We close with a Sufi zhikr, a practice in which we remember God through chanting divine names, which breaks my heart open even wider. We are singing three lines, interwoven: bismillah ar-rahman ar-rahim, "in the name of the Compassionate, the Merciful;" ya salaam, ya shalom, may there be peace, God of peace; and a chant which Reb Tirzah tells us she wrote quite recently. "Reb Zalman asked if I would write a niggun when the time was right, to these words," she tells us, and then speaks the words tehi nishmato tzrurah bitzror ha-chayyim and they pierce my heart clean through, because they are a line from El Maleh Rachamim, the prayer we sing only in mourning. "May his soul be bound up in the bonds of eternal life."

Murshid Allaudin Ottinger, a senior dervish of the Sufi Ruhaniat International, leads us in the zhikr. The full band plays: piano, violin which calls out like a human voice in jubilation and in grief, clarinet soaring high, three hand-drummers on different drums. The entire building is packed and we all rise and we sing and the melodic lines braid together. We are hand in hand, or arms around each other, or standing separately but swaying together as we sing: to one side, to the other side, forward. In the name of the One. Peace, God of peace. May his soul be bound up in eternal life. The zhikr builds and builds and I can feel how our singing and our prayer and our memories and our love are lifting Reb Zalman's neshamah higher and higher.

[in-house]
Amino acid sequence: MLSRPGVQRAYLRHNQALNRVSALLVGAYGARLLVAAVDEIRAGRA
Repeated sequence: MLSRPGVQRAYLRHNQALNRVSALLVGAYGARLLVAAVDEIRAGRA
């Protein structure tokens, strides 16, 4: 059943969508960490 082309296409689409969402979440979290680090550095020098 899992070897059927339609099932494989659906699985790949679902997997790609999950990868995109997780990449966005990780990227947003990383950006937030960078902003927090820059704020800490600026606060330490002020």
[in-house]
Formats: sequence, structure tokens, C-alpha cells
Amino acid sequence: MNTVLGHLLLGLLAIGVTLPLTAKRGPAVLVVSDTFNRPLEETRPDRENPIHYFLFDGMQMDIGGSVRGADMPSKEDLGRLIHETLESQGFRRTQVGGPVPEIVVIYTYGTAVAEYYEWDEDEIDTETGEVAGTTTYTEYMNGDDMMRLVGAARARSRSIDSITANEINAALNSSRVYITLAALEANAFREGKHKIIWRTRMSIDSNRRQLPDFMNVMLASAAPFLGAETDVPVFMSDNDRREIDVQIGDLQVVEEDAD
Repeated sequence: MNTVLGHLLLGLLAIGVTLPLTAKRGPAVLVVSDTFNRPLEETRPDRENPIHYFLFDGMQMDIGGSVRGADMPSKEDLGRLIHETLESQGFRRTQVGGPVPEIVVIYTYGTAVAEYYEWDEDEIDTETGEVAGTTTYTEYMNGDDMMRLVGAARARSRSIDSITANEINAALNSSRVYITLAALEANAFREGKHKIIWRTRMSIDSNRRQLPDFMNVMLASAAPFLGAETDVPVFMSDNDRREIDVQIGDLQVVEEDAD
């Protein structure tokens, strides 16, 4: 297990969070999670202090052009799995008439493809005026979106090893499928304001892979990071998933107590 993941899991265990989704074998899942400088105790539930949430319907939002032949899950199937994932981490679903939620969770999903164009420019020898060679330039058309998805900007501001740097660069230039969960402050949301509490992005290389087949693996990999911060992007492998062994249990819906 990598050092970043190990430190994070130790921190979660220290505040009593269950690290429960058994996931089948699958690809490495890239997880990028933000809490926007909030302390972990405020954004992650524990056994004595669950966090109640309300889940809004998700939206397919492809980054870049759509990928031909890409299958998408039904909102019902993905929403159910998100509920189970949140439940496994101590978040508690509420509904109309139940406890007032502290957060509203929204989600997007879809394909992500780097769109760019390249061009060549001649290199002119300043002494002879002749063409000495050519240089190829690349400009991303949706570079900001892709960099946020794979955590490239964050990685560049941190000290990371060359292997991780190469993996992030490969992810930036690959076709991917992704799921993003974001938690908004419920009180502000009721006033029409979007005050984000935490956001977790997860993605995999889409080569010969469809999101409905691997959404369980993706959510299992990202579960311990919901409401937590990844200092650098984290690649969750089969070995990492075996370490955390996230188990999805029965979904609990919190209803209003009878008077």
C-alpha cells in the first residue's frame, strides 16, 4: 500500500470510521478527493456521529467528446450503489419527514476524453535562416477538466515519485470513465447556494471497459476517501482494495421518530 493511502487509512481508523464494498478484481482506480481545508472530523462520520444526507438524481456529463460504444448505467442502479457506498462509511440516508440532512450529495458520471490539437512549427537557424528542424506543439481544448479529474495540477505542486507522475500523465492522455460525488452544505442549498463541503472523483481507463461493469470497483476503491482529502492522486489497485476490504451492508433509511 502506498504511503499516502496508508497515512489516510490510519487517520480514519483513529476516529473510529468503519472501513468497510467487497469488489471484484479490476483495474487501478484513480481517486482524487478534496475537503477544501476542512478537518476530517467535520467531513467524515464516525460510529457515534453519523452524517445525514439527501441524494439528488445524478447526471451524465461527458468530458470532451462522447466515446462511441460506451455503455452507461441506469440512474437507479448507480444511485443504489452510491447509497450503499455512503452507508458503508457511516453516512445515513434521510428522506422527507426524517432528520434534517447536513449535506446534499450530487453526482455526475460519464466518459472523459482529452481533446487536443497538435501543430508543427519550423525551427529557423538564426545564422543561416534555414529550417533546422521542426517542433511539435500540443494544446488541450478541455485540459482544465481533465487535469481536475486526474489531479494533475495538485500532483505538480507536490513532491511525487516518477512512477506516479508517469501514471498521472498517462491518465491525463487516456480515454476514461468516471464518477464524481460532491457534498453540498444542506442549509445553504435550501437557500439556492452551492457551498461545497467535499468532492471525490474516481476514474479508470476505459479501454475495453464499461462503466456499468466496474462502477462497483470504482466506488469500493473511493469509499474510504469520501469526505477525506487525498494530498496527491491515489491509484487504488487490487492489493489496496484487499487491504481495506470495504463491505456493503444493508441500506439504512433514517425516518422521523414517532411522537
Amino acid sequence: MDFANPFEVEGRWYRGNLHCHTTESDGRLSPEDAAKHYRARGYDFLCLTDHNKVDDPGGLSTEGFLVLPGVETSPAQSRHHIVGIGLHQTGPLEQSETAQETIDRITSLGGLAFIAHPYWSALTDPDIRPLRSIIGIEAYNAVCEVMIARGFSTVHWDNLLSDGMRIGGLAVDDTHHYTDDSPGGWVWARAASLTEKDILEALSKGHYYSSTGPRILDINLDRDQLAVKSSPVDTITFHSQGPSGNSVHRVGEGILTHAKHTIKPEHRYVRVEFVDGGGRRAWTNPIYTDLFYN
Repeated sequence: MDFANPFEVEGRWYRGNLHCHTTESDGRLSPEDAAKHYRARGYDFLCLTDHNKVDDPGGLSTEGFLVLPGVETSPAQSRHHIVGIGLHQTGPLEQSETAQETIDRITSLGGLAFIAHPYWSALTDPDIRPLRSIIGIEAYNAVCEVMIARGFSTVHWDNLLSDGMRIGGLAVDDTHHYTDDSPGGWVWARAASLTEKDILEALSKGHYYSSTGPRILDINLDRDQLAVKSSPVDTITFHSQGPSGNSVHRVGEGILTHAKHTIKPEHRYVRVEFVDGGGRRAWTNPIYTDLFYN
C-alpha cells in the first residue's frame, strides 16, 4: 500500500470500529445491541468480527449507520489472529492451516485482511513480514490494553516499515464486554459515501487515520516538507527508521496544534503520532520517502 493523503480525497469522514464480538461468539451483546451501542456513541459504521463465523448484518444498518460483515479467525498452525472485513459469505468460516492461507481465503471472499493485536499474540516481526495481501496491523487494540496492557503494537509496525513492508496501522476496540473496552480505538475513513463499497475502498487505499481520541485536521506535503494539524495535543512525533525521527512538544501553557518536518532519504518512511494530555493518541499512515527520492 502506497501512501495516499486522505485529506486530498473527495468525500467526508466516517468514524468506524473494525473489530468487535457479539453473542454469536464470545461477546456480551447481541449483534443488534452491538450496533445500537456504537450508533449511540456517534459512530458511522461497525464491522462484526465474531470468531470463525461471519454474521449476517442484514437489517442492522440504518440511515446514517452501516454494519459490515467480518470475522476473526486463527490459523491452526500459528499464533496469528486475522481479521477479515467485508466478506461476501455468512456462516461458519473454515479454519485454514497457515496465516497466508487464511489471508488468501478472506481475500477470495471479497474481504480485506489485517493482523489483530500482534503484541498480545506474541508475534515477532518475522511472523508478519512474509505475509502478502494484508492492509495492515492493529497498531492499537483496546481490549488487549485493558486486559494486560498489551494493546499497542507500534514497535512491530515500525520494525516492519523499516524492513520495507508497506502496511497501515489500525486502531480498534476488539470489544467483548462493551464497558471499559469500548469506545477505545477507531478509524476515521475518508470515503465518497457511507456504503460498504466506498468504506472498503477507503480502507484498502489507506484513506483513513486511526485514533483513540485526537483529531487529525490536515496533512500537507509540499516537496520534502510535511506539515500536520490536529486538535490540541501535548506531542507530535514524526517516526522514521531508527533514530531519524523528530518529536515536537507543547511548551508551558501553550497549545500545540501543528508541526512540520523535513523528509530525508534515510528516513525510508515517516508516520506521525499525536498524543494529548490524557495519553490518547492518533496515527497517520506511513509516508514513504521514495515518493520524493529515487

When the event ends my face is wet with tears and my heart is as wide-open as it can be. I am out of words, but I am so grateful, and so full of love.

Morning zhikr on retreat

Quran-and-dhikr-beadsMy cellphone sings me a gentle song at 4:30 in the morning and I roll out of bed.

Ever since our son was born I have maintained that the 4am hour is the hardest time for me to be awake. When we used to have feedings at all hours, the 4am one was the one I dreaded. Earlier than that, and I could pretend that a night of sleep lay ahead; later than that, and I could tell myself that it was morning. But oh, I used to dread the hour between 4 and 5. Not today.

I find my way up the two flights of stairs to the Muslim prayer space. I join the women sitting in a circle on a spacious tapestry. And one of my new friends from this retreat explains that the leader of her Sufi order, Shaikh Bawa Muhaiyaddeen, settled on this arrangement of divine names and Qur'anic verses to be chanted in the morning at this hour.

Thankfully there are two copies of the little printed booklet which contains the words of the prayers -- one which our prayer-leader uses, and another which is offered to me. (The other Jew in the room has forgotten her glasses, so I don't feel guilty about monopolizing the transliteration and translation!)